The asthmatic who went up a hill but came down a mountain
“Hey V, are you carrying your inhaler? R is having an asthma attack further up the trail.”
It was day #6 (of our 3-week trek from Uttarkashi to Yamunotri) and my first reminder that I was an asthmatic. I rummaged through my rucksack, found the inhaler and ran along with the messenger.
Ten minutes and a few puffs later, R’s breathing came back to normal and everybody heaved sighs of relief.
Our seniors had scared us plenty about the rigors of Tata Steel’s 3-week trek (aka Character building course) which was mandatory for all trainees. The paranoia levels were high enough that most of the batch were seriously following a “get in shape” regimen months before D-day. My lungs had spent a lifetime playing “defense” so I needed to put in more than a pedestrian training volume to raise my game.
It was as though the crystals of green kryptonite (lurking in my innards) were able to foil my attempts to become superhuman in the plains. But those very same crystals were neutralized by the crisp and pure mountain air! I could think of no other explanation why I felt so normal (athletically speaking). Of course it helped that the legendary Ms. Bachendri Pal (of Tata Steel Adventure Foundation) was leading our expedition, ably supported by Mr. RS Pal (her illustrious brother) and seasoned Everest campaigner Magan Bissa. If this was not inspiring enough, we also had a 5 year old (son of Everest summiteer Ang Dorji) perpetually in the lead pack with an effortless hurried gait that confounded us greatly in the initial days.
Another noteworthy episode (in the second week) went a bit like this. My pal Uttam and I had gone slightly ahead (‘strayed’ from our groups is more like it) and came upon a downhill stretch – not a treacherous incline but certainly not a bunny slope. We cast one look behind, exchanged a quick look and tore down the slope. Several intense minutes later and after negotiating some skids we reached the base panting like dogs at the head of a hunting pack. Don’t recall who won the race — not that it mattered (then or now).
Our final camping stop was in the town of Hanuman Chatti. The final leg (to Yamunotri) was really interesting because we we’d do it without our rucksacks. My recollection was that the one-way distance was 20km but per Google it’s more like 11km. After 3 weeks of trekking with a loaded rucksack, its absence made every one of us superhuman. It didn’t matter that the trail to Yamunotri was up and the return was down — we raced like pro athletes. The fun interlude at the top of the hill was soaking ourselves in a super hot thermal pond.
After we descended to Rishikesh, there would be a final memorable high. I chronicled the 5k race 5 years ago – when finishing fourth became a game changer.
Two years after I’d become a barefoot runner, I wrote a gift that keeps on giving – a paean to a recent Nandi Hills run. That was when I first realized how pivotal those 3 weeks in the Himalayas were for me. I wrote that (in third person),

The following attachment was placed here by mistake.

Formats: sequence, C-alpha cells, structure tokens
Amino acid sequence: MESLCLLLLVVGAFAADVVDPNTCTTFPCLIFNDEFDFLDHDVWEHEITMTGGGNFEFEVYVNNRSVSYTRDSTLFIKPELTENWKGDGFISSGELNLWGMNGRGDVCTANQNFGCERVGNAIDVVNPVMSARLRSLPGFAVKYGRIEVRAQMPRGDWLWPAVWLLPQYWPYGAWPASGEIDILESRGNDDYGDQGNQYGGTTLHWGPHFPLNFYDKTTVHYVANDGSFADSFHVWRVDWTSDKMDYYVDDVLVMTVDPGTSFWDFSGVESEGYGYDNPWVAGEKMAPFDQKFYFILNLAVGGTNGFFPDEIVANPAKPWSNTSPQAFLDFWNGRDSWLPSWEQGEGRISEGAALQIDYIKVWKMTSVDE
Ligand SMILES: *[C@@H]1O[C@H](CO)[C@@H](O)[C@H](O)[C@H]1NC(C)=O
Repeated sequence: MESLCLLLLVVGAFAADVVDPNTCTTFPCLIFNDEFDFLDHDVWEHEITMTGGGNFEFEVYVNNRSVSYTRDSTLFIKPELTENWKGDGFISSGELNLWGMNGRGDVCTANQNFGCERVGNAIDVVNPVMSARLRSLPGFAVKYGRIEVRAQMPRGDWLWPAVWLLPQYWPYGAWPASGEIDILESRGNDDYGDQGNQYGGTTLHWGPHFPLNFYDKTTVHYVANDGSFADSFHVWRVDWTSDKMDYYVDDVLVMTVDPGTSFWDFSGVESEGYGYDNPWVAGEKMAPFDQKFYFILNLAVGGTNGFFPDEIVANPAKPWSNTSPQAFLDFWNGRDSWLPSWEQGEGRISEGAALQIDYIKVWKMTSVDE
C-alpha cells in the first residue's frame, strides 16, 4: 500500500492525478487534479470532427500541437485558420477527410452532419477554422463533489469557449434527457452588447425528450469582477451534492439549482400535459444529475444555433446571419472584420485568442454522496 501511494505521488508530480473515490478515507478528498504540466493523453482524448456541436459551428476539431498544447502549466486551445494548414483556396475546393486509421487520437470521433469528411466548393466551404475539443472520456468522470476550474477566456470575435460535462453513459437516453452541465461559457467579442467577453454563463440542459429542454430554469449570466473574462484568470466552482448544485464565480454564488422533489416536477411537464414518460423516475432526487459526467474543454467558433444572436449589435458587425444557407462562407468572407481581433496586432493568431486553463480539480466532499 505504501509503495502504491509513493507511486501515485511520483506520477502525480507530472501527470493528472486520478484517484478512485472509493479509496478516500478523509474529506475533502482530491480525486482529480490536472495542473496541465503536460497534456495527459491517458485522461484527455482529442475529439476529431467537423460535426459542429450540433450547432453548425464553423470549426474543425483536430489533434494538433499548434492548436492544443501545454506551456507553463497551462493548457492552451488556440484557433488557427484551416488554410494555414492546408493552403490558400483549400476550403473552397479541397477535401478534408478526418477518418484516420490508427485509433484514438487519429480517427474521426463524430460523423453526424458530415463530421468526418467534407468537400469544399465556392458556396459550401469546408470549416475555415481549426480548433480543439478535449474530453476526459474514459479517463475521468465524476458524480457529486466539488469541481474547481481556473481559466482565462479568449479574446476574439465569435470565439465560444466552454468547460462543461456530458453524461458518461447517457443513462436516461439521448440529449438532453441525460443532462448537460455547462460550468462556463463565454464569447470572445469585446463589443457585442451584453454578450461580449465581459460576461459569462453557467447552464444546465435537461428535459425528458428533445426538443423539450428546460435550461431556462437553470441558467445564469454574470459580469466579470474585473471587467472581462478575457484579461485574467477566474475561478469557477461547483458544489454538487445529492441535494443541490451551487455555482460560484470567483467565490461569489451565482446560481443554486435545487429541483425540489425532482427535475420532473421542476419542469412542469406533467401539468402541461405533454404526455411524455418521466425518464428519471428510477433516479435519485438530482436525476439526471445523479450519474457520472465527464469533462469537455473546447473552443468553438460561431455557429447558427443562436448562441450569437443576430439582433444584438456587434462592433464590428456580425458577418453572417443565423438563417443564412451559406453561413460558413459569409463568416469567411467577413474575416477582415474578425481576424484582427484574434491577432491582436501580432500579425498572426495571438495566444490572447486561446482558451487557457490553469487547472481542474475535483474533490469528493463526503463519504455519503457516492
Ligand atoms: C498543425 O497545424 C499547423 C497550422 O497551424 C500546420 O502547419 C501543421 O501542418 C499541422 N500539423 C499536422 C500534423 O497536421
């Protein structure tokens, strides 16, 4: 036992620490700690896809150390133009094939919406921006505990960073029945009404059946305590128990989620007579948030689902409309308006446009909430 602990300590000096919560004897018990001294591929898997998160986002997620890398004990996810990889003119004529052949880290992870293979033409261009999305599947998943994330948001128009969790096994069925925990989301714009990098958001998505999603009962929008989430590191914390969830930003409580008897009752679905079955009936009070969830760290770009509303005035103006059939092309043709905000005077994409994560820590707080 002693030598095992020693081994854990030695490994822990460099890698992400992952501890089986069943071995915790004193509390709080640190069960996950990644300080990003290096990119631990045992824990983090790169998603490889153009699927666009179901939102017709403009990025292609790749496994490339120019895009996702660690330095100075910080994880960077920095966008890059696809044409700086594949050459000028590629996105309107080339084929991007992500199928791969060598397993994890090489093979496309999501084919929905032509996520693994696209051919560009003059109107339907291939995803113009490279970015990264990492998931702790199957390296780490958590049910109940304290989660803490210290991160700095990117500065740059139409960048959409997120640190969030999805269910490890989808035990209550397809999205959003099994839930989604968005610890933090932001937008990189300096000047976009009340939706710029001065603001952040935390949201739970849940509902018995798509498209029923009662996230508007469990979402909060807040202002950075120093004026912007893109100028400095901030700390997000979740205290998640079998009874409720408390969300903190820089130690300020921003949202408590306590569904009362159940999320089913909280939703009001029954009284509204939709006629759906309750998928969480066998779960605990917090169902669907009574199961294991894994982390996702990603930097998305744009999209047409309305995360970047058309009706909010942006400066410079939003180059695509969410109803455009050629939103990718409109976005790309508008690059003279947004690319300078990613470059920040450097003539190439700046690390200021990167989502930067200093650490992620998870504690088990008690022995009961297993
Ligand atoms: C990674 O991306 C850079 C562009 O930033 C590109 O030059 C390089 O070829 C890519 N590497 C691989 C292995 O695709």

“In Uttarakashi lies the answer. That’s where he felt (almost) invincible for the first time in his life. He was trying to reproduce some of that magic today. As all of you are widely attesting to, he WAS feeling strong – he just wanted to attack the slopes with the same vigor a second time.”
Happiness is only real when it’s shared
Of late, I’ve come to the realization that I don’t write posts. The posts tell me when it’s time for them to be written. Two nights ago, I read The tragic allure of Alaska’s Into the Wild bus. Immortalized by Jon Krakauer, Chris McLandless is the modern day (tragic yet inspiring) embodiment of the allure of the great outdoors.
I shared the story on Whatsapp –> a friend shared back the soundtrack of the airlifting video –> which reminded me of Animal Collective’s Banshee Beat – background score in this climbing video Grand Teton by Anton Krupicka and Kilian Jornet (ascent in 2:05, descent in 1:18). As I was doing the dishes Friday night, I listened to it on loop. Then again on Saturday morning after I returned from a breezily satisfying 15k run. Then again Saturday night dishwashing time.
There are so many layers of awesomeness in the 8-min video that the trail runner, hiker and climber in you will be able to unpack. For me personally, I finally understood why those 3 weeks in the Himalayas were so pivotal to me.
Closing note: Our fearless guide Magan Bissa suffered an accident in 2009 which nearly took his life (our Tata Steel batch responded to the crowdfunding campaign). In this 2013 article, we learn that he survived, is still climbing and still harbors a dream to summit. In his own words,
“It’s been an obsession with me since 1978,” he said. “My intestines are damaged now but I’m hoping that there will be some technology that can aid me.”
“You see, Everest is my Olympics and I still have to get the medal.”